The mainstay of fine wines worthy of investment hails from the Bordeaux region of France for good reason. The area’s geographical characteristics, geology and perfect climate are conducive to growing the grapes that go into the finest wines in the world. When buying a single bottle or a case, whether to drink or to store, a good understanding of the wine’s terroir will help you make the best choice.
Wine Production Rules
Terroir, which refers to the physical aspects of a certain region, sums up the local environment’s characteristics and how they effect production of a certain product. The terroir concept is based on the French wine’s “Appellation d’origine controlee” system, also known as AOC. The rules regulating wine production and distribution around the world use the French model as guide for appellation laws. Besides wine, terroir can also be important in coffee, chocolate and cheese, which are all influenced by the area where they are grown or produced.
Origin of the Grapes
Fortunately, you can find all of this information on the wine’s label. Some countries put more emphasis on the types of grapes going into the vintage, but in Old World wines, such as that coming from France, it is customary to print the location. Given the specific location, the savvy buyer knows the exact terroir properties imparted to the wine. Along with that knowledge, you can also have a pretty good idea as to what type of grapes were used. For instance, if the label indicates that the wine is from the right bank in Bordeaux, than Merlot grapes are used. If the wine is from the Left Bank, than it will be produced with Cabernet Sauvignon grapes.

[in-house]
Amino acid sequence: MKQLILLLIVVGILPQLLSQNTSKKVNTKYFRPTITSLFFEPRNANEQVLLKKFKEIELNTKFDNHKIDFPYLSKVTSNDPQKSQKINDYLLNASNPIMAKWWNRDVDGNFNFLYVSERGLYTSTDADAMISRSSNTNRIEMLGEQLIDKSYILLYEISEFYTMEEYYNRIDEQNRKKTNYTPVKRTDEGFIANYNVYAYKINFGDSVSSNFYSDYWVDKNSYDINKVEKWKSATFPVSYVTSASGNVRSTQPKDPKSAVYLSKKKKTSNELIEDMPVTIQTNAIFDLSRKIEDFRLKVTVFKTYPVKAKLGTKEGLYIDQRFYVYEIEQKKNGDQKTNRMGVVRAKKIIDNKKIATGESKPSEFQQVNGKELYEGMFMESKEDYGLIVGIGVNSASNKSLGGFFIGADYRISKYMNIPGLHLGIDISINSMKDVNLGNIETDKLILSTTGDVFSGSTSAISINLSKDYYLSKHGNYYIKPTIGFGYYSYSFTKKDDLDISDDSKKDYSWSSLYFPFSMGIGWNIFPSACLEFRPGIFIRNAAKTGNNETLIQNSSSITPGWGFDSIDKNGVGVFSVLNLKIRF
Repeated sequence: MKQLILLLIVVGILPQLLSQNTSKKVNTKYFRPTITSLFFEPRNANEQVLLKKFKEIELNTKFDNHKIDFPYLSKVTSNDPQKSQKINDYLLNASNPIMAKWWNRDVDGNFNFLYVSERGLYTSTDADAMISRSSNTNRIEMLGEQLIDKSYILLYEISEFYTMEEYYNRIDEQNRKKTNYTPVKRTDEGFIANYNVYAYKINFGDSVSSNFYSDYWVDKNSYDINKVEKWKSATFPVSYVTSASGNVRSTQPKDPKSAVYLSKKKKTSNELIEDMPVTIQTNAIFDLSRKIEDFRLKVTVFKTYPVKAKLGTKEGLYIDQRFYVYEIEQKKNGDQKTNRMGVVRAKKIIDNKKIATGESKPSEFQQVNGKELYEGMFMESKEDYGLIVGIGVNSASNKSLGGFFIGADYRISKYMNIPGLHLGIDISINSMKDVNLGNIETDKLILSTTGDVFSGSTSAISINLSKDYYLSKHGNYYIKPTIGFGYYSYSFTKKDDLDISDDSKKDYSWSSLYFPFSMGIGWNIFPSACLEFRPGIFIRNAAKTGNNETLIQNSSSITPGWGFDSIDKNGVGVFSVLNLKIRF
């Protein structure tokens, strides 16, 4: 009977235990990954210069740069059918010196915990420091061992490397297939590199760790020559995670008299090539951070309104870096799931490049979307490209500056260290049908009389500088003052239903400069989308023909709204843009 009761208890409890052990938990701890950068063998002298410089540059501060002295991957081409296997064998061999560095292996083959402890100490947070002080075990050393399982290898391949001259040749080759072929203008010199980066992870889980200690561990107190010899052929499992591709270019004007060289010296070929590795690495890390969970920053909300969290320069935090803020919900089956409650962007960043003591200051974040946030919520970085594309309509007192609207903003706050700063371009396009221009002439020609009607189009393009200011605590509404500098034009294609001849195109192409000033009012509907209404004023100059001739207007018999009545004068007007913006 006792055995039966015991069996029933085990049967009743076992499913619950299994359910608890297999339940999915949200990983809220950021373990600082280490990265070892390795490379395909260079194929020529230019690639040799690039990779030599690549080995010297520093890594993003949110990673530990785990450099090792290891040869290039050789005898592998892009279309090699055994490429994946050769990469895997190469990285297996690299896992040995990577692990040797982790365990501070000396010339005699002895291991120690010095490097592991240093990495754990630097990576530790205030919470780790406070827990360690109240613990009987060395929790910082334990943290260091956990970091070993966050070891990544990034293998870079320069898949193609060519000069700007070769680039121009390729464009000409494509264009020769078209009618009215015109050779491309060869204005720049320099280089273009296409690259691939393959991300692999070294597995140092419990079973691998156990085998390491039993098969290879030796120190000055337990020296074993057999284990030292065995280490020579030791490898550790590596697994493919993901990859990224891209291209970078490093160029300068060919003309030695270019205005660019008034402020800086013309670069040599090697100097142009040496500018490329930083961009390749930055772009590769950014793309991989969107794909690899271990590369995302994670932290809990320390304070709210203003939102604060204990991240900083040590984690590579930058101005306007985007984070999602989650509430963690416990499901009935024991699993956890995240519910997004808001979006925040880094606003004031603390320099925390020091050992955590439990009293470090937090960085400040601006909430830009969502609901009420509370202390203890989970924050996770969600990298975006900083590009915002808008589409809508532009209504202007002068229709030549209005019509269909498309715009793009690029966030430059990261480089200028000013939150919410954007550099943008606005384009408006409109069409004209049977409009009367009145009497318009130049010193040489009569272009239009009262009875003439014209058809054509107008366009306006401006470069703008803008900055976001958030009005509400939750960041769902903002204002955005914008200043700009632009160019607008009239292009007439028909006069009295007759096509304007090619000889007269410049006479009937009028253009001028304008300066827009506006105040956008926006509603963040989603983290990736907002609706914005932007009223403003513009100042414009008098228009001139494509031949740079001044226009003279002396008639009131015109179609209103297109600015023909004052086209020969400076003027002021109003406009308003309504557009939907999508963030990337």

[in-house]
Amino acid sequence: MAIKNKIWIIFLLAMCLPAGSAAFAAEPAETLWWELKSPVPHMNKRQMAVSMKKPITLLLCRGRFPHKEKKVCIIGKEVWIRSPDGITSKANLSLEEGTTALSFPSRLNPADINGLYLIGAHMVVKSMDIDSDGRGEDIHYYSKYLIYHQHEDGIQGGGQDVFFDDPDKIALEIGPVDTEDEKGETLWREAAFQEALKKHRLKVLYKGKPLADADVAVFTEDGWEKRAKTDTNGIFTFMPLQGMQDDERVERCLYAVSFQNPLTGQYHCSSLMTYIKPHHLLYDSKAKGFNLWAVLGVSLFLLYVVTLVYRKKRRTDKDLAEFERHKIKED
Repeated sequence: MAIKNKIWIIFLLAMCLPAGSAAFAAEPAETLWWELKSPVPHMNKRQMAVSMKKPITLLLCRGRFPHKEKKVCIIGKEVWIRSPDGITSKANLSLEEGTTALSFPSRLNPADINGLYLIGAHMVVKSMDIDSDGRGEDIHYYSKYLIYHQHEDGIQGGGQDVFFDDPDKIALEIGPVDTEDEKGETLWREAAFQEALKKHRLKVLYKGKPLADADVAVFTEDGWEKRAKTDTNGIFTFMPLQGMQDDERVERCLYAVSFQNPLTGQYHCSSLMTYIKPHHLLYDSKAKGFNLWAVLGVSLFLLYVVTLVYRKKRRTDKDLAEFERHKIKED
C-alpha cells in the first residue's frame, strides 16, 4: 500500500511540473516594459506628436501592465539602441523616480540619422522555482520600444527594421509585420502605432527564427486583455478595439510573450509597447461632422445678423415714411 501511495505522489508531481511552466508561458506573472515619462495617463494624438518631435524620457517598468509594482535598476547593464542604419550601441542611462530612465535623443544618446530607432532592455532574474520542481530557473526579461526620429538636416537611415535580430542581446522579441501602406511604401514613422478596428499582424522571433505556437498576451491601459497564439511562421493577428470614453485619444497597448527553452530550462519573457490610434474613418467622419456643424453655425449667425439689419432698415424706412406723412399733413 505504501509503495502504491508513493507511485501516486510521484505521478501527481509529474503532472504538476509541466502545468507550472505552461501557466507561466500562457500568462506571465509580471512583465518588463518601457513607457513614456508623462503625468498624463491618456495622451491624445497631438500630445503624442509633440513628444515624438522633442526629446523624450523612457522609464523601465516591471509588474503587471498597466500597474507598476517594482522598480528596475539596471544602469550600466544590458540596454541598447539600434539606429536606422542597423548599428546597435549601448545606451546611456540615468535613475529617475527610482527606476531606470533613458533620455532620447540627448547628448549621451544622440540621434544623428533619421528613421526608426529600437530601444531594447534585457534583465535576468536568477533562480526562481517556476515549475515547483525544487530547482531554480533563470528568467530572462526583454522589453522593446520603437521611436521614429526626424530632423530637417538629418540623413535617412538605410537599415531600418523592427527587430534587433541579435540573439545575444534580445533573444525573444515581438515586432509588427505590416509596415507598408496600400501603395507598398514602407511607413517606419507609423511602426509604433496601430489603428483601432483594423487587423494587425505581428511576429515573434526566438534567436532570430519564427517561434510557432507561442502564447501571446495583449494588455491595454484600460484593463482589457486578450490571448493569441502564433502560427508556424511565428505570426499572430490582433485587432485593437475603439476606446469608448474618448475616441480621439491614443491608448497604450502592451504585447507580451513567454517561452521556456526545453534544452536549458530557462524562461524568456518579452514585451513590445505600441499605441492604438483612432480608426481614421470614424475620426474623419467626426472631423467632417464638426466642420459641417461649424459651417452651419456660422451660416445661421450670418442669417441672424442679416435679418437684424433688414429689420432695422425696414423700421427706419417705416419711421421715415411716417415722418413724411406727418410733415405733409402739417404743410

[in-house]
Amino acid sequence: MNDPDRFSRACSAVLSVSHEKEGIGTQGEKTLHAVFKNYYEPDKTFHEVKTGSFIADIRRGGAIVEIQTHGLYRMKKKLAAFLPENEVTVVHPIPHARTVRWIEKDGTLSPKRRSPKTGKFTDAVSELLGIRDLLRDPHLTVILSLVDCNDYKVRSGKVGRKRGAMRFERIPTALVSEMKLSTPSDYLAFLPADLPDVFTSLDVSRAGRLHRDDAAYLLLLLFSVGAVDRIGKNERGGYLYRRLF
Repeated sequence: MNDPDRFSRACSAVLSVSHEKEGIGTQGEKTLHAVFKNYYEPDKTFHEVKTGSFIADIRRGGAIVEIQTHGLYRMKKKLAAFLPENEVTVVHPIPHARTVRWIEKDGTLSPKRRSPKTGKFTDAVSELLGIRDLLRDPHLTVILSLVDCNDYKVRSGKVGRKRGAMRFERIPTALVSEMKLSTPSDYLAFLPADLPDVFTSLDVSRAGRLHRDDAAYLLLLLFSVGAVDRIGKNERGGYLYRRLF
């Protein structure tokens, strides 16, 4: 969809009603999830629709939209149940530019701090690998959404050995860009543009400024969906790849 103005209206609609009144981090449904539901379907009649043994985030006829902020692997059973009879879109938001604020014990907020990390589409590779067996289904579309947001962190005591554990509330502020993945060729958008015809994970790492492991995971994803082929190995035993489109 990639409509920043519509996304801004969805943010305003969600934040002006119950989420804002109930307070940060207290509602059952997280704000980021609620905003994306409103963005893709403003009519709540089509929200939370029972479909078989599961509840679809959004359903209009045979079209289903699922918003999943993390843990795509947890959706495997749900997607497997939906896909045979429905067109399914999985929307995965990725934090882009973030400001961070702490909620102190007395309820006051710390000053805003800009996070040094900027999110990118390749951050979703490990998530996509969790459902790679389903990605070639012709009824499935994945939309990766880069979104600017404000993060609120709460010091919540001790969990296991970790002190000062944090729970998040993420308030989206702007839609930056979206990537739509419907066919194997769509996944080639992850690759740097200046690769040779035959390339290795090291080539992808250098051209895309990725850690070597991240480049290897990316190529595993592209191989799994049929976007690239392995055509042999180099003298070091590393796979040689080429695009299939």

It’s fine to take chances with wine you want to put on the table, but when selecting wine as an alternative investment, stick with the tried and true from Bordeaux.